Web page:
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An easy, impressive Sunday roast: Roast duck with apples, pears, and potatoes

A whole roasted duck is accompanied by apples, pears, and potato wedges roasted in duck fat.

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    Roasted duck delivers a flavor that is richer, meatier and more intense than chicken or turkey.
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This post was written by Marion Nowak, Terry Boyd's wife.

The cold weather is getting its claws into us. We are going out in down jackets, scarves and boots. In a fit of self-pity I even have taken out my coziest wool hat – the little wool cloche from Wildhagen that I usually reserve for the most desperate sub-zero days. The weather is having hostile spasms. The other day, going from the American Rhythm Center to Terry’s office on foot, I got caught in a sleet storm – mean tiny ice pellets flinging themselves into my face at 50 miles per hour.  Reader, it hurt.

It’s easy to make all of this out as the horriblest thing ever. Oh, the hideous descent into winter, oh the moping about the house because it’s so impossible out, oh pity oh lackaday. On the other hand, we’re getting to wear clothes we haven’t seen for months (and that are much more interesting than stupid sundresses). And the onset of cold also opens the way for wonderful food – for baking and roasting and the sort of lazy Sunday simple, slow dinners that are so very satisfying.

Recommended: 19 delicious butternut squash recipes

When you are suffering from early onset of winter complicated by la tristesse du dimanche soir, this recipe is extra good. In fact, nothing could be easier. It has five ingredients: duck, apples, pears, salt, and pepper. Six, if you add in a side of pan-roasted potatoes (yes, you do want to add them).

Now, roasting a chicken is certainly fine for a chilly Sunday afternoon. But roasting a duck is a whole other kind of wonderful. As we’ve said in an earlier post, the flavor is richer, meatier and more intense than chicken. Even duck breasts, while considered “white meat,” are darker than chicken or turkey. According to the USDA, it’s because they are birds of flight, and “more oxygen is needed by muscles doing work, and the oxygen is delivered to those muscles by the red cells in the blood.”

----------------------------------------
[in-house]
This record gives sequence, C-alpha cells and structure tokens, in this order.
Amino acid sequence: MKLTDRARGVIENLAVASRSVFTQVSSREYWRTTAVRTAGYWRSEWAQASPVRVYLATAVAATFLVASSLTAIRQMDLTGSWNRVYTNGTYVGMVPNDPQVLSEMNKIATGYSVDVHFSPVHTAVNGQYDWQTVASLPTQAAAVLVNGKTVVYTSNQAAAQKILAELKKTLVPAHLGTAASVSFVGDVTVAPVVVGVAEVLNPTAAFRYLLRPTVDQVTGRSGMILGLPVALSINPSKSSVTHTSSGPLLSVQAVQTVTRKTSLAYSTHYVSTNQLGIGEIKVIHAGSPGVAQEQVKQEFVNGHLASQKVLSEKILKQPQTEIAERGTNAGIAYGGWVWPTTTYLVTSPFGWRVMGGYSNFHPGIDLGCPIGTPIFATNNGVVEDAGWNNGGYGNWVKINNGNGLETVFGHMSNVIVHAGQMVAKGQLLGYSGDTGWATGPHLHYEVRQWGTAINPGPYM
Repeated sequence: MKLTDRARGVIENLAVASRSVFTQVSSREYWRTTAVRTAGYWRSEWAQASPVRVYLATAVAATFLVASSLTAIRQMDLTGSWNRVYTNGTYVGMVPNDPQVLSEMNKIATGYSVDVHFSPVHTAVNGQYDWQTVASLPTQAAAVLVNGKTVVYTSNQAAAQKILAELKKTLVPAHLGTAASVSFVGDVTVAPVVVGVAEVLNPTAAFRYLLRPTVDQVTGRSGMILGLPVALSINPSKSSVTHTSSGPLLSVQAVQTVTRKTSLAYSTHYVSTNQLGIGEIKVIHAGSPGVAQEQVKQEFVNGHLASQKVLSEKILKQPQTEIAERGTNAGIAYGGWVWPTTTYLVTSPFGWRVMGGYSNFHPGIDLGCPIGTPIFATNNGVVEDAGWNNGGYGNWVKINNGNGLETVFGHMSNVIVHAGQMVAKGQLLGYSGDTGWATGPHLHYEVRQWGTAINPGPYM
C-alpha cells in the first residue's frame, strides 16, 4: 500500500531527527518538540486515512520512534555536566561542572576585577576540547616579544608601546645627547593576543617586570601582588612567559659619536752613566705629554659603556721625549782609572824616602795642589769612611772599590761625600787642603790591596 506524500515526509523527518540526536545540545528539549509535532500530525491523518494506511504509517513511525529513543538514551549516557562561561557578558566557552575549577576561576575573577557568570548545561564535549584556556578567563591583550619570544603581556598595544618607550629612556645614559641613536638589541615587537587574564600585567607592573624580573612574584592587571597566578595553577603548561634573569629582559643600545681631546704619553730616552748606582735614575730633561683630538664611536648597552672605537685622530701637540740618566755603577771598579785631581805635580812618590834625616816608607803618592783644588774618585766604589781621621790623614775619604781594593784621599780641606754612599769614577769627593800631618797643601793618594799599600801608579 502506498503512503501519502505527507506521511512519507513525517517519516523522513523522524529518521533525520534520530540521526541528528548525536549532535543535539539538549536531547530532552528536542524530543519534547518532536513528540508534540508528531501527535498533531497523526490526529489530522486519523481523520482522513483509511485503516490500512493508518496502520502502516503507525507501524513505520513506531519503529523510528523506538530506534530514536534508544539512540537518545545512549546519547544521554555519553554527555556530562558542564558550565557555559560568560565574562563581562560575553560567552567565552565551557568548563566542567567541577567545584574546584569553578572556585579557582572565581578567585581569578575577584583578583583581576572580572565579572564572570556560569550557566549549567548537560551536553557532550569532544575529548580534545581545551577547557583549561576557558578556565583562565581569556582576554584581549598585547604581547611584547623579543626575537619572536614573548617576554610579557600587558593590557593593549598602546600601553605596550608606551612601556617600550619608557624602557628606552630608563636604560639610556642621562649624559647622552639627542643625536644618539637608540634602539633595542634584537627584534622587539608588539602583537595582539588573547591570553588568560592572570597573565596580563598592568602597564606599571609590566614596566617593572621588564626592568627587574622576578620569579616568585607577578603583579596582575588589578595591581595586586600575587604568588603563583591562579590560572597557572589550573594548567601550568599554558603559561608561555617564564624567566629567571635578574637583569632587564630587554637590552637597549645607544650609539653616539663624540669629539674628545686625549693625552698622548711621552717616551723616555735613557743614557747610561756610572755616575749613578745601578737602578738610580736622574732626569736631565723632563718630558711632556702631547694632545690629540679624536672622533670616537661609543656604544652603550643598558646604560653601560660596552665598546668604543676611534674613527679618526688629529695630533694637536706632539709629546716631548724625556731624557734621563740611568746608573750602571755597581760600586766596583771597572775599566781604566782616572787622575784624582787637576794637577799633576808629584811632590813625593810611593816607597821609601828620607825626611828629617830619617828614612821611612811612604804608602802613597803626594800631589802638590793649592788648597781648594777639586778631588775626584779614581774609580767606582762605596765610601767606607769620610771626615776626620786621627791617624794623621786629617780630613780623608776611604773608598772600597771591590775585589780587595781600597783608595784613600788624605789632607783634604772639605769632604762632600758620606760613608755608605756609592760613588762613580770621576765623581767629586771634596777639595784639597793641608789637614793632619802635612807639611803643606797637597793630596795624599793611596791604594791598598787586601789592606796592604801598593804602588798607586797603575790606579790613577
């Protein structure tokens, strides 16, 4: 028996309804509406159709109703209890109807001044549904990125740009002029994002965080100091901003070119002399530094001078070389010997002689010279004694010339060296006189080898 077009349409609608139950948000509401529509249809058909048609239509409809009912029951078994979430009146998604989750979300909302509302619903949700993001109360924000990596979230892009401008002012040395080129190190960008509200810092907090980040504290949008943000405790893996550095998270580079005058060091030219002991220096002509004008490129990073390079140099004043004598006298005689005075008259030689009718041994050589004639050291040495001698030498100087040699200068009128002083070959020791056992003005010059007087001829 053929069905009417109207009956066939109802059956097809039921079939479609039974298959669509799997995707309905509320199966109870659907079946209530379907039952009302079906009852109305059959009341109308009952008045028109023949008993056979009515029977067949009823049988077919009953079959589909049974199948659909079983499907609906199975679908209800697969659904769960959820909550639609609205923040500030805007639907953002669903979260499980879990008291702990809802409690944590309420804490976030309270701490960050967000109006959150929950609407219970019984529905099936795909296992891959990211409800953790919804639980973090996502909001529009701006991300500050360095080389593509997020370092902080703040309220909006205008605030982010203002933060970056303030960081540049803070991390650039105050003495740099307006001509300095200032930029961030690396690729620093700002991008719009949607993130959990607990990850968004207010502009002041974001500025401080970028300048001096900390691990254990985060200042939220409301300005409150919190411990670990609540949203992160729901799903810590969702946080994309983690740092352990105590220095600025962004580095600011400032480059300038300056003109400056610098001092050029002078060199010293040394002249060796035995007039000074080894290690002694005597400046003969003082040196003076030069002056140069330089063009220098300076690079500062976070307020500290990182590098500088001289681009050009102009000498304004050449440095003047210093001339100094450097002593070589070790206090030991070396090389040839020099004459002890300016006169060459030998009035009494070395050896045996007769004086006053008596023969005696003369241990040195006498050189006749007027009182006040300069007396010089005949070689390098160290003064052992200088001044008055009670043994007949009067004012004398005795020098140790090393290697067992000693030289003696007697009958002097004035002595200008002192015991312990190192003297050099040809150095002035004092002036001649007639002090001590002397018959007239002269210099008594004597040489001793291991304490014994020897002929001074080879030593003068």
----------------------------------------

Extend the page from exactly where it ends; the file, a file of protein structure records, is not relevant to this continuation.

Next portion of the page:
This being a duck, it will produce plenty of fat as it roasts. Don’t discard it! You will be using some of it to prepare the fruit and the potatoes. The rest you should save, in your fridge, as if it were gold. If you have duck fat, you can pan roast duck fat potatoes any time.

Roast Duck with Apples, Pears and Potatoes
Serves 4 to 6, with leftovers

1 6-pound duck
salt and freshly ground black pepper
4 eating apples (see Kitchen Notes for apple and pear choices)
4 firm-ripe pears
4 Yukon Gold potatoes, cut into long wedges (for the optional side)

1. Preheat oven to 300 degrees F.

2. Pat the duck dry. Discard any loose fat from the cavity. Prick the duck all over with the tip of a sharp little knife – go in at an acute angle; the idea is to pierce only the skin and not the meat beneath. Cap the feet with foil to avoid burning. Either tuck the wingtips into the wing or truss the wings with kitchen twine. Salt inside and out and place it breast down on a rack in a roasting pan. Put the pan in the oven.

3. Every now and then, when you happen to be passing by, open the oven and prick the duck some more. After an hour or so, take the pan out of the oven. Pour off the duck fat into a bowl. Don’t forget to prick the duck some more. Put the pan back in the oven.